I appreciate your passion for the game, and honestly I’m interested to see how far it’s come, but it’ll be a while before I play it. See this list. I’m gonna play through all of those completed games in order. ;) Also, if you like space games, might I invite you to my blog? ;)

I second this sentiment, and I tried it about a year ago.

although my boredom did prevent me from playing more than an hour or two, so maybe the late game is better?

if it requires a big time investment to get to the fun, count me out.

Very cool, I’ve stumbled across Space Game Junkie a couple times but I did not realize you were the author. Nice to meet you here.

Regarding the opening game,

The introductory tutorials involve a lot of reading but are there to help new pilots become familiarized with parts of the game that might otherwise go unnoticed. They may be swapped out for something better at some point in the future, but right now they tend to prevent getting hundreds of “how do I dock?” type questions on channel 100. Luckily, you do get to shoot at some bots pretty early on, interact with cap ships etc.

Once you pass the Basic Flight Status Test, you are presented with a number of missions which take you in a variety of directions, or you can strike out on your own as a freelancer. The gameplay is sandbox oriented, with actions carrying consequences within the context of the galaxy. There are five licenses which you can earn experience toward including Combat, Light Weapons, Heavy Weapons, Trade, and Mining. Having a better license means having access to more sophisticated equipment and more involved missions. What standing one is in with the faction that controls the space around him or her also affects what missions and equipment become available. Many missions are not available until one has attained Combat license 3. That being said, the length of time one spends in the training sector is really up to the player. However, by the time one has read the text and explored the area an hour or more may have passed. Some players may reach Combat license 3 within their free trial, some may not.

Let me reiterate that Vendetta is a game which appears relatively simple on the surface, but holds great depth. It does not front-load its content and requires some patience of the user. I was hooked within about 10 seconds of launching from the starting station, so if it didn’t grab you the first time around it may not be the game for you. However, I would estimate a game like Vendetta probably requires four or five solid hours before one begins to get a picture of the world.

Nice to meet you as well. :)

Just wanted to encourage anyone who gets the chance to vote for Guild Software, Inc. (makers of Vendetta Online) in the “Gift a Rift” contest:


These guys work very hard, and I think they definitely deserve to be in the top 2.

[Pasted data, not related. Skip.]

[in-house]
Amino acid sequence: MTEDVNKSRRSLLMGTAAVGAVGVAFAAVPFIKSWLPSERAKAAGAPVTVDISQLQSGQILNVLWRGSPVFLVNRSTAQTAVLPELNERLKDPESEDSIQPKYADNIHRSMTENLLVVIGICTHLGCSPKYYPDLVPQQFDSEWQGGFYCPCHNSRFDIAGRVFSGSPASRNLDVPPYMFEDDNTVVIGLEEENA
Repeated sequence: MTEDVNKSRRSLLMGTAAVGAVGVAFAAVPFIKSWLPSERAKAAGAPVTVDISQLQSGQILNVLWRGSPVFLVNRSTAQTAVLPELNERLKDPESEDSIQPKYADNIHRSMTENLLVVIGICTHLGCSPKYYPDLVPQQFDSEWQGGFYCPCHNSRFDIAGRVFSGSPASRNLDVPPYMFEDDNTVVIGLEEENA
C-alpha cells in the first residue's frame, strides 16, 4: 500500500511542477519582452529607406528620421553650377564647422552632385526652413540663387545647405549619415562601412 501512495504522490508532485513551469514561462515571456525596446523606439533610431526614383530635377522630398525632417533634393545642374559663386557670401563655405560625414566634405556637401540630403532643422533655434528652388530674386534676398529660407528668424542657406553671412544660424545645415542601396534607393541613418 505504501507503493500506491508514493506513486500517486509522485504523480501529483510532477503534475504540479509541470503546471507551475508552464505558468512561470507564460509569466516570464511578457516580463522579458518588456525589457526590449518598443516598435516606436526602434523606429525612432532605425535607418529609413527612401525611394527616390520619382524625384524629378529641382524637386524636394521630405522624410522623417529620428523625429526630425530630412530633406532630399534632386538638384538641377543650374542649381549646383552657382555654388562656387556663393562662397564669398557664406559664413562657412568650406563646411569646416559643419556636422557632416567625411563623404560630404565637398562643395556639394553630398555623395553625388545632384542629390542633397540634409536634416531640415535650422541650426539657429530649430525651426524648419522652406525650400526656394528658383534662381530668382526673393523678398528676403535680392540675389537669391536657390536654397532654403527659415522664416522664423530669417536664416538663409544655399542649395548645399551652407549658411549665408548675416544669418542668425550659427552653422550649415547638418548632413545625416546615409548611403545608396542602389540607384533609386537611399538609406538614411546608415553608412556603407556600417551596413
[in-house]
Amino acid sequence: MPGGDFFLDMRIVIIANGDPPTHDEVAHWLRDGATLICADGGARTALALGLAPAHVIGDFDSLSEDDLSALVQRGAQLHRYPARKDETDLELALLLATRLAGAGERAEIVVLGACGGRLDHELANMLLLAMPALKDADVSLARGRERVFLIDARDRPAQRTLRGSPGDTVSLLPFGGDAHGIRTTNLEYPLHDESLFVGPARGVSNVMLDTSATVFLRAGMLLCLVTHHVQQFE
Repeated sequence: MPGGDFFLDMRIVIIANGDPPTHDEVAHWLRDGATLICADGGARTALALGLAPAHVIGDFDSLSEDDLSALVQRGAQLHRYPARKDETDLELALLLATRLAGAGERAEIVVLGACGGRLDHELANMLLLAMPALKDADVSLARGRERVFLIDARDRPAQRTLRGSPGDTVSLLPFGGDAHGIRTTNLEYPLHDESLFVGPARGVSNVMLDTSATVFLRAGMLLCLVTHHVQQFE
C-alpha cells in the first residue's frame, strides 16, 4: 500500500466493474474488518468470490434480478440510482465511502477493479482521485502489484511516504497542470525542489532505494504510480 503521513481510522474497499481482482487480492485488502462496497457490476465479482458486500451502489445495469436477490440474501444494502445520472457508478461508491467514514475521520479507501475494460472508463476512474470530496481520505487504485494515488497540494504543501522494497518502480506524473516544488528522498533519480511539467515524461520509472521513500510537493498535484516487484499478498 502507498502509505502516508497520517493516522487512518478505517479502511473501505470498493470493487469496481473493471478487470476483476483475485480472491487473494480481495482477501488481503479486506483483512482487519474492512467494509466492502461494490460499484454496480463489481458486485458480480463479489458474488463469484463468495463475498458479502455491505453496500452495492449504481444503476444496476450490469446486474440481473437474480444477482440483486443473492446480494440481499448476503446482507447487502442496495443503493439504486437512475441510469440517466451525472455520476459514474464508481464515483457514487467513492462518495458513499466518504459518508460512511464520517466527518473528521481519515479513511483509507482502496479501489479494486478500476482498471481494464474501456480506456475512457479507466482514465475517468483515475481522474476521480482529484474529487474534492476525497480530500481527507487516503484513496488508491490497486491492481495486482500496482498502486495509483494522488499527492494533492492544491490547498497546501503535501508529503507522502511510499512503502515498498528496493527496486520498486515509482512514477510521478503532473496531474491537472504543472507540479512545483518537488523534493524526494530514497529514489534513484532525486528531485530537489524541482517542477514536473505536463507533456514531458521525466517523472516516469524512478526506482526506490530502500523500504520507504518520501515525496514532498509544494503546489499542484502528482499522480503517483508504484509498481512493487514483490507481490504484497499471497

The following is a link to a video I made last night and uploaded to YouTube, titled “Vendetta Online: Why I Play”


That video seemed like the game was a fun game :)

Last MMFPS (Massively Multiplayer First Person Spaceflight) I played was Microsofts Allegiance (RIP).

Thanks! Most long-term, core players think it is :-)

I’d include myself in that group.

Thanks for making that video man, I’ll be posting it on my blog in today’s news updates. :)

Wow, thank you!

Just letting you know a group of us PCC finished wrapping up a huge mission project (39 missions!) that is now in production. Find a summary of the project here:


Come check it out and let me know your thoughts! You will need Combat License 3 to get to the missions. Plot devices include malfunctioning cybernetics, shadow monastic organizations, undercover police work, virtual afterlife, social weaponry, and neuroscience among other things.

What’s a PCC?

And I read about that yesterday, looks nifty!

PCC stands for the §layer ©ontribution ©orps… anyone is welcome to join, but you need at least 25 hours spent in game, and a 500 word essay. Once you are in you have access to a mission editor and are allowed to see content before it is officially launched.

Ohhhh, very cool man. :)

I have no interest in this game, but I just wanted to say that I very much like the idea of requiring an essay from people interested in creating community content. That seems like a much better way to get hardcore fans involved than just letting anyone have at it through a lottery or RNG pick.

I subscribe to this game from time to time, I really want to like it. Especially now that jumpgate is down.

However, whenever I log into the game, it feels like literally 10-30 people are playing tops. There’s no way to see in-game how many people are actually logged in and I rarely see anyone flying around in the sectors I’m at. The chat isn’t very active either.

In addition to that, I just feel like the flight model is wrong somehow. Like, load up Independence War II, play that for a bit, then load up vendetta online. There’s no comparison. Vendetta online should feel like I-war II, but it doesn’t.

Hey, what was your handle in Jumpgate?